When will the system be updated?
Updating the system takes resources, it takes money. And all of that, because we are a government agency, typically comes from laws, taxes, grants...so at this time, we aren't able to do anything with our system other than updating each program as it's coming along. That's taking all of our resources and every time we have a new program we have to figure out what's needed in order to take those claims, get payments out the door. Those things need IT workers to actually do the manual coding of it on the back end, it needs to be tested to make sure that nothing goes drastically wrong and then it needs to go out to the public, and at this point, we're stretched to the limit with our resources just implementing these CARES act programs that have come in, so we don't have the resources to be able to do anything extra other than make this CARES program work.
How old is the system?
Our main frame system that's the internal core workings is from the 1970's, I believe. It's based on, I think it's called COBOL coding. It's a certain type of coding language that is very old and very outdated and we've been able to update the outward facing system a bit throughout the years, but I'm not quite sure how we'd go about or the type of money it would take to update that internal portion of our computer system. But it's very old, it takes a lot of time to update, and it's rickety.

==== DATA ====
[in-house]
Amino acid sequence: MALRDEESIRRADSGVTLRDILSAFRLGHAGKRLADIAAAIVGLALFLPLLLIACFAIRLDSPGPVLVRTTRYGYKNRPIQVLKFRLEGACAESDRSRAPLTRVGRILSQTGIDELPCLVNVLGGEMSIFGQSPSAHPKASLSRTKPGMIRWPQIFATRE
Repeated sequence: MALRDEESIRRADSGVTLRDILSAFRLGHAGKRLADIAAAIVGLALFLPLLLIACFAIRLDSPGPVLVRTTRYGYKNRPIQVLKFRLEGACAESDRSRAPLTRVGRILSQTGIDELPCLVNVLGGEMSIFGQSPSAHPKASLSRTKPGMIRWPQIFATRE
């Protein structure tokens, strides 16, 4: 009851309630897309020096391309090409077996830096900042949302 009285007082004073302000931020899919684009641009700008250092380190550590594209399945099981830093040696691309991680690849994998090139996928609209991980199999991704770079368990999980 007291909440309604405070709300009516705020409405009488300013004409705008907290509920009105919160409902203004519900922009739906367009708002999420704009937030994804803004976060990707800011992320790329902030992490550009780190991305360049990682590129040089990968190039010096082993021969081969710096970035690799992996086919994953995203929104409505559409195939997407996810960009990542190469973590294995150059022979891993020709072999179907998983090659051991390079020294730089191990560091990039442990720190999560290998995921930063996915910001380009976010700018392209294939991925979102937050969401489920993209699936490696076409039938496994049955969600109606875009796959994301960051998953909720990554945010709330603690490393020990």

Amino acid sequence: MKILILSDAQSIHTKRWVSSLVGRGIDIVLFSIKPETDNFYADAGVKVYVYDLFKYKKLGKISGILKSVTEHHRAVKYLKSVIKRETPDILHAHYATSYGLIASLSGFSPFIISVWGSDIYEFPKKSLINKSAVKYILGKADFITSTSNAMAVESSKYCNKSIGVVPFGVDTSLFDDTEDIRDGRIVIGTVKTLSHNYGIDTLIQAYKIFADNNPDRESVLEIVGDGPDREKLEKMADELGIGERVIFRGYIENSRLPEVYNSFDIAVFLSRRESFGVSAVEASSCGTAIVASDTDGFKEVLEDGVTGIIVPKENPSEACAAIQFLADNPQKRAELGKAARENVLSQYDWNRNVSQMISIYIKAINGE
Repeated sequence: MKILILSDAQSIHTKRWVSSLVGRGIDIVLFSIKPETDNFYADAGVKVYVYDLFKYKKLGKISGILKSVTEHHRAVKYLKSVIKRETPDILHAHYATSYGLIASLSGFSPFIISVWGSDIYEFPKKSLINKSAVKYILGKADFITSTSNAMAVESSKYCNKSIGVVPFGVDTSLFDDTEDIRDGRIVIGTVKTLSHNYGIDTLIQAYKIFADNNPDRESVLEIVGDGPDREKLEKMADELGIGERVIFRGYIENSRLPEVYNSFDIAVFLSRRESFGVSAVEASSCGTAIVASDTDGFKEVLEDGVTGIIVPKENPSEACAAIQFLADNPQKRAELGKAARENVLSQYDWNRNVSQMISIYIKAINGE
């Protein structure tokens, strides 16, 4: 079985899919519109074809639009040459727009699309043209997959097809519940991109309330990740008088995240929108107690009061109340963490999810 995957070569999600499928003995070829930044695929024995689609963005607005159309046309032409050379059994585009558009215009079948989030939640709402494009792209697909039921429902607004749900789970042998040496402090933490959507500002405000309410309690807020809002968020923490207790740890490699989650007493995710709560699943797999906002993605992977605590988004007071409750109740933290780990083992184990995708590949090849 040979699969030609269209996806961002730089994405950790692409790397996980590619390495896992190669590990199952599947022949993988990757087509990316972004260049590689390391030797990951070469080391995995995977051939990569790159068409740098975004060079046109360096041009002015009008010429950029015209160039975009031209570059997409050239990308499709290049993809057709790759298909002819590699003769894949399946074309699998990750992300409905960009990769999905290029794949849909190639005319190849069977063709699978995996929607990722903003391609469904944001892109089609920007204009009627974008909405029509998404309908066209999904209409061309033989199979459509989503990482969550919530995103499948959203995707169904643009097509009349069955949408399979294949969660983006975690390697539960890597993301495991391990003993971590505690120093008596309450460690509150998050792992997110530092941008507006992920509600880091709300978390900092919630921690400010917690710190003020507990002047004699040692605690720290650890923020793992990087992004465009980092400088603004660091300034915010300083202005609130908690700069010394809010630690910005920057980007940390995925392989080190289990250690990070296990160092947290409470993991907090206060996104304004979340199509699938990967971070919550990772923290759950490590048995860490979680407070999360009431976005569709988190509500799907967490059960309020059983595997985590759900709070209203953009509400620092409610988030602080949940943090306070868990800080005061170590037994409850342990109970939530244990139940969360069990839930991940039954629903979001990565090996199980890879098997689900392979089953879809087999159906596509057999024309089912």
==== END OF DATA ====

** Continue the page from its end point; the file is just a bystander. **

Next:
Why have some not received back pay or waiting week payments?
I believe the only reason people would still be waiting on their waiting week payment is if they have an eligibility issue that has not been addressed yet, so that waiting week would not pay out until it's known that that week would truly be payable.
If a claimant's valid new claim week, meaning that they started their benefit year, is prior to the week of March 15, the waiting week still applies, so that could be a situation where someone heard, 'Oh, the waiting week is going away.' They make think it applies to their case, but if they had started their benefit year before March 15, then that would not apply to them.
Are the pending cases at the top of the to-do list?
We're just dealing with the cases as we can, ideally going from the oldest cases to the newest cases and trying to get those out the door.
What about the $600 weekly payment from the federal government?